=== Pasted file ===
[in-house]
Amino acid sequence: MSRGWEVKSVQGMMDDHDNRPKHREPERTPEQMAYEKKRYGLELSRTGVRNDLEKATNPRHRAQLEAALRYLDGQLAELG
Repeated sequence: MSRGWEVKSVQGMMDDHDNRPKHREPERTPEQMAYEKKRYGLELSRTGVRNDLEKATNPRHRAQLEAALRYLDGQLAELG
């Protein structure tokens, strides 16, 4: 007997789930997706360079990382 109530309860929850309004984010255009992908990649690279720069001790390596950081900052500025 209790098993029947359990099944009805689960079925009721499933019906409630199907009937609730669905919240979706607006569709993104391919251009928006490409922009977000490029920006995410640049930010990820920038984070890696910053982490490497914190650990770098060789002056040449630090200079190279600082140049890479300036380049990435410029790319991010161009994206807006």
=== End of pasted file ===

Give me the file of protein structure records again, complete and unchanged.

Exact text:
[in-house]
Amino acid sequence: MSRGWEVKSVQGMMDDHDNRPKHREPERTPEQMAYEKKRYGLELSRTGVRNDLEKATNPRHRAQLEAALRYLDGQLAELG
Repeated sequence: MSRGWEVKSVQGMMDDHDNRPKHREPERTPEQMAYEKKRYGLELSRTGVRNDLEKATNPRHRAQLEAALRYLDGQLAELG
């Protein structure tokens, strides 16, 4: 007997789930997706360079990382 109530309860929850309004984010255009992908990649690279720069001790390596950081900052500025 209790098993029947359990099944009805689960079925009721499933019906409630199907009937609730669905919240979706607006569709993104391919251009928006490409922009977000490029920006995410640049930010990820920038984070890696910053982490490497914190650990770098060789002056040449630090200079190279600082140049890479300036380049990435410029790319991010161009994206807006």